[continued from part 1]
So forget impending government doom for now. The far more realistic threat of a totalitarian surveillance and censorship state will not arrive via that route in the short term, but by one less anticipated. One could argue that it is already here. Of the twin dystopias of Orwell’s Nineteen Eighty-Four and Huxley’s Brave New World, it would appear that Huxley’s vision was by far the most prescient – and the reasoning for that is captured with absolute perfection in this web comic by Stuart McMillan. [Far too big to reproduce here, but you can also download a 7.5 meg .pdf copy. Bonus trivia, McMillan is an OzBrisbanite]
The absolute policing of our thoughts and (except for Britain where its already a fact of life) saturation surveillance will not arrive by gunpoint and anonymous spiffily uniformed thugs. It will be (and already has been) invited in the door by the general public that is oblivious to what they are enabling. The ubiquity of portable imaging devices (there’s cameras in ever cell phone now remember?) and unrestrained, free-for-all social media conduits (Facebook, Twitter etc.) mean we have a full surveillance state right now – with every person around you a potential policeman / informer capable of capturing and disseminating “evidence”, and nowhere does your consent even enter the picture. There is no hiding from this surveillance beyond the sanctuary of your own home, and not even there if you live in shared accommodation. These data fragments, denuded of all context and meaning, become raw material from which new and unrelated narrative can be drawn. There is no obligation of any kind for this participatory neo-mythology to have any consideration for you, nor any requirement for it to have any factual basis. This is a far more horrifying proposition than anything Orwell could ever have dreamed up. It means reality can be deconstructed and reassembled in ways only limited by imagination. If you do not consider this to be disturbing or believe you are safe and it does not affect you, then you need to pick up a newspaper every now and then. You don’t need to look far –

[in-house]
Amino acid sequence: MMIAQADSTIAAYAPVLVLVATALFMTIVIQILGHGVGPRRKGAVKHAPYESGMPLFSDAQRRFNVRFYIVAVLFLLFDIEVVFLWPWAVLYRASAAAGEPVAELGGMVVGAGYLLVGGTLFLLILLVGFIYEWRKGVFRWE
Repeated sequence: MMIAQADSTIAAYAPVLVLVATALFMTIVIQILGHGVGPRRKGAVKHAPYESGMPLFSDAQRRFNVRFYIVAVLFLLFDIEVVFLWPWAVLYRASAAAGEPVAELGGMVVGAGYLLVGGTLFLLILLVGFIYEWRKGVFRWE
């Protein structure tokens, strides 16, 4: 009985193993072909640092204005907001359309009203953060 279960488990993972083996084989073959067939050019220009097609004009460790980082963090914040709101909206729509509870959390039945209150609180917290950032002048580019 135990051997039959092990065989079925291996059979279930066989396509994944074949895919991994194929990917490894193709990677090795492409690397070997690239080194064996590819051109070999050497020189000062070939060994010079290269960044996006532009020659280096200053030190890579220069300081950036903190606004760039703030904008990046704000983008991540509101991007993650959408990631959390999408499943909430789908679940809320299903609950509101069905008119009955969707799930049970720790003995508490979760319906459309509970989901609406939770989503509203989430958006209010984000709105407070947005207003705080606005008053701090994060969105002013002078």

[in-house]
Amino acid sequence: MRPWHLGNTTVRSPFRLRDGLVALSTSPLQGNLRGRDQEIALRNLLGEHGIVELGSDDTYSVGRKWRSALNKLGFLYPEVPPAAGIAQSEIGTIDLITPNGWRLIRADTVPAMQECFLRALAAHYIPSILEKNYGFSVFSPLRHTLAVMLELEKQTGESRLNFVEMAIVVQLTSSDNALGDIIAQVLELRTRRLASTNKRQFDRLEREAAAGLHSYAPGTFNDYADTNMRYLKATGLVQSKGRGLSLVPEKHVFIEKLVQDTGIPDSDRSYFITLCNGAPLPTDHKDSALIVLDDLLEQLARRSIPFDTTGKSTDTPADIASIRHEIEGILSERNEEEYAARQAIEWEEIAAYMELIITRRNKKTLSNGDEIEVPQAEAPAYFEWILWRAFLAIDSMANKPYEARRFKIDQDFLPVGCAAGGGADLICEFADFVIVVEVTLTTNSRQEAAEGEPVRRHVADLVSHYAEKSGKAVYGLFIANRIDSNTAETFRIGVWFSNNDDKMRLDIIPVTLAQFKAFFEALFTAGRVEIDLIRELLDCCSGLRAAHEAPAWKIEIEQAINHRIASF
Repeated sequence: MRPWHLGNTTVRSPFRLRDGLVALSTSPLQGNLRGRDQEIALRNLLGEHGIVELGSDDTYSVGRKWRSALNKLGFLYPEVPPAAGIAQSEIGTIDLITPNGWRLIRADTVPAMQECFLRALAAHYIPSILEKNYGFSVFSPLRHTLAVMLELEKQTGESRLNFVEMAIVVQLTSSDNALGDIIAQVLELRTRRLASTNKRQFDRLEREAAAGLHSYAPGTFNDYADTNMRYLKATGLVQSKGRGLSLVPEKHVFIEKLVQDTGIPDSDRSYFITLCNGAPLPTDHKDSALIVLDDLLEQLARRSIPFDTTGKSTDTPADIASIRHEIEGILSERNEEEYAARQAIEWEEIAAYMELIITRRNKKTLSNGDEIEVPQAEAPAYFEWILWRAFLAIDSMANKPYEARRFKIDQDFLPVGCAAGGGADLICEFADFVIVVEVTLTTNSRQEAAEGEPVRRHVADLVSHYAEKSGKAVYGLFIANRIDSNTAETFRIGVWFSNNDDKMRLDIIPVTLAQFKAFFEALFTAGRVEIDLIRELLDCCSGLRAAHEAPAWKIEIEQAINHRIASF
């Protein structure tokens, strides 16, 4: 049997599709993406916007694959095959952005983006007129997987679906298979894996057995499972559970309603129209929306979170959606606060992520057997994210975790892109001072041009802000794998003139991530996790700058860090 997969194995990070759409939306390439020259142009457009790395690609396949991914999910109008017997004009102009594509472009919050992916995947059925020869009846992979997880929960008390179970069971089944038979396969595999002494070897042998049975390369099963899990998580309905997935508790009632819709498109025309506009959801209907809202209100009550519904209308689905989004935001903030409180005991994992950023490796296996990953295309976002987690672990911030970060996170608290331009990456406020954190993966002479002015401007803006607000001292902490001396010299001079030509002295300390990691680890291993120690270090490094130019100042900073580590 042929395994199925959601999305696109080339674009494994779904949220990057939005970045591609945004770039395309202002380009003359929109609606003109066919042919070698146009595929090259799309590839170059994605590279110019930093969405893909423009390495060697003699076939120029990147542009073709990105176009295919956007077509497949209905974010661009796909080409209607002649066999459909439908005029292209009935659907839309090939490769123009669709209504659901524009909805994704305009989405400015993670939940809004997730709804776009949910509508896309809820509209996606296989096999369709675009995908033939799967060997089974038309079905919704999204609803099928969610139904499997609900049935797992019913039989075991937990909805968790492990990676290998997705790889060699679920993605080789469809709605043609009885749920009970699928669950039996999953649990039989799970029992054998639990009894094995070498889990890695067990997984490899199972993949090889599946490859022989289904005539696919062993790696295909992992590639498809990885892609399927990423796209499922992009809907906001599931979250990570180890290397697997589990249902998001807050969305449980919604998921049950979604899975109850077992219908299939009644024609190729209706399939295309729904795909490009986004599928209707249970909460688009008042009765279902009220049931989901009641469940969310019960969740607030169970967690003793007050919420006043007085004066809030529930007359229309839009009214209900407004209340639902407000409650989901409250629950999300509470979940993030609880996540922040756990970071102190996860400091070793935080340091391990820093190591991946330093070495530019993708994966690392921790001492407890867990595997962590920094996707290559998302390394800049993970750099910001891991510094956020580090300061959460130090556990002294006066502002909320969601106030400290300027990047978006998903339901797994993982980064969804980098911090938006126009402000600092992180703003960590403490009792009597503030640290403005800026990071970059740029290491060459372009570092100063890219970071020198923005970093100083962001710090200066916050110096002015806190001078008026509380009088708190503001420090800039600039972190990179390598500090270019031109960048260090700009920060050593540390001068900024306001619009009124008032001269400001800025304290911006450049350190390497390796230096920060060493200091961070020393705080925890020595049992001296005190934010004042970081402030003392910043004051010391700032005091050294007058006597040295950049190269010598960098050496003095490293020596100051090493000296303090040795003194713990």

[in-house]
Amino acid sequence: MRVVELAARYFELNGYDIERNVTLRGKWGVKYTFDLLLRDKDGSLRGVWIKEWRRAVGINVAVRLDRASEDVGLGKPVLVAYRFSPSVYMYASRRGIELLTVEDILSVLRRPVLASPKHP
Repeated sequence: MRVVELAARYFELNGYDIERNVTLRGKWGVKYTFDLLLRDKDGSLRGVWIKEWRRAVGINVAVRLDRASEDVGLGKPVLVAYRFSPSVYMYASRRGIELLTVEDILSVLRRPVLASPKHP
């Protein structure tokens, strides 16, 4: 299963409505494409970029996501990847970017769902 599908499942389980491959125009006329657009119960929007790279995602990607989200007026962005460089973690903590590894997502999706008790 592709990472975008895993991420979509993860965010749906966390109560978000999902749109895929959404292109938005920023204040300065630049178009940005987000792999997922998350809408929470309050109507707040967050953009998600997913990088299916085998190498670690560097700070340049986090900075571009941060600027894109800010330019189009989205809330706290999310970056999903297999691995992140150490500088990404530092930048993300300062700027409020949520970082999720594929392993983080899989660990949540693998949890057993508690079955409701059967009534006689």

UNIONTOWN, Pa., Jan. 21 (UPI) — A high school teacher in Fayette County, Pa., was suspended for 30 days for an online photograph featuring her and a male stripper, school officials say… The offending photograph, reportedly taken during a bachelorette party, has since been removed… School director Sandra Chan said the teacher, whose identity was not released, is fully clothed in the photograph, but is posed in a sexually suggestive manner with the stripper.